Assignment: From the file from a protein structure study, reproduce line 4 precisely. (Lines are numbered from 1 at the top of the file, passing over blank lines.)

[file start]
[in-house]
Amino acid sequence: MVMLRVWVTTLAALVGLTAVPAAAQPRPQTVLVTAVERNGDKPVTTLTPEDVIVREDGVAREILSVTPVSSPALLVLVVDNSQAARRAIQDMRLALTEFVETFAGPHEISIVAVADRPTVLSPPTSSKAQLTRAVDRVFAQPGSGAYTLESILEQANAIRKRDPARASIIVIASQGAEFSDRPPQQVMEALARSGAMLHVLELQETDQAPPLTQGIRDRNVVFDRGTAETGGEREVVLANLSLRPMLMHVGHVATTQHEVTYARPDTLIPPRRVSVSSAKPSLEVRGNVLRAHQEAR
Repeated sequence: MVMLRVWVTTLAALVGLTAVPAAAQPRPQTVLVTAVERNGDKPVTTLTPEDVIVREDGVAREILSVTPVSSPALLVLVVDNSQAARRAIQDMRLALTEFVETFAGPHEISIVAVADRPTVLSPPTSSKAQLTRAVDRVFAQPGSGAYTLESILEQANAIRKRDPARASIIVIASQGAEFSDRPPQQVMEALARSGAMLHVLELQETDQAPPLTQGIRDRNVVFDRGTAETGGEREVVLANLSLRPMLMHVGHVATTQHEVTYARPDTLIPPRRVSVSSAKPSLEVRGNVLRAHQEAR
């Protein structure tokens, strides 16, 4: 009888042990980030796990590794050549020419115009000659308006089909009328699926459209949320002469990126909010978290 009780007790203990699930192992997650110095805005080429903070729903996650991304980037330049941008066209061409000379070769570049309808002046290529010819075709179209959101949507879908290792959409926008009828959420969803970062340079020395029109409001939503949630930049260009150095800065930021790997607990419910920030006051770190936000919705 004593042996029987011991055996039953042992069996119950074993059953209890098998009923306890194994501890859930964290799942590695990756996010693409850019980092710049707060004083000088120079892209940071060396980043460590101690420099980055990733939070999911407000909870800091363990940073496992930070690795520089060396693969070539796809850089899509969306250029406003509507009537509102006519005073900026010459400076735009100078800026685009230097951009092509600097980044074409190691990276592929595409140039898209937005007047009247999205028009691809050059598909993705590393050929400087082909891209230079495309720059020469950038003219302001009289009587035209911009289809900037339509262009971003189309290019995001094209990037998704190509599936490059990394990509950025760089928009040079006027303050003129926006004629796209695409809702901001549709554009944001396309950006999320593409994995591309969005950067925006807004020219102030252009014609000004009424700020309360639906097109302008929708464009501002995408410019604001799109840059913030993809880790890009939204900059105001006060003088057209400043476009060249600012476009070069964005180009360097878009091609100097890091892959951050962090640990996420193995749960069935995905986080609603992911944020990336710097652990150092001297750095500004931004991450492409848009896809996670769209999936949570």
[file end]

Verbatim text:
């Protein structure tokens, strides 16, 4: 009888042990980030796990590794050549020419115009000659308006089909009328699926459209949320002469990126909010978290 009780007790203990699930192992997650110095805005080429903070729903996650991304980037330049941008066209061409000379070769570049309808002046290529010819075709179209959101949507879908290792959409926008009828959420969803970062340079020395029109409001939503949630930049260009150095800065930021790997607990419910920030006051770190936000919705 004593042996029987011991055996039953042992069996119950074993059953209890098998009923306890194994501890859930964290799942590695990756996010693409850019980092710049707060004083000088120079892209940071060396980043460590101690420099980055990733939070999911407000909870800091363990940073496992930070690795520089060396693969070539796809850089899509969306250029406003509507009537509102006519005073900026010459400076735009100078800026685009230097951009092509600097980044074409190691990276592929595409140039898209937005007047009247999205028009691809050059598909993705590393050929400087082909891209230079495309720059020469950038003219302001009289009587035209911009289809900037339509262009971003189309290019995001094209990037998704190509599936490059990394990509950025760089928009040079006027303050003129926006004629796209695409809702901001549709554009944001396309950006999320593409994995591309969005950067925006807004020219102030252009014609000004009424700020309360639906097109302008929708464009501002995408410019604001799109840059913030993809880790890009939204900059105001006060003088057209400043476009060249600012476009070069964005180009360097878009091609100097890091892959951050962090640990996420193995749960069935995905986080609603992911944020990336710097652990150092001297750095500004931004991450492409848009896809996670769209999936949570």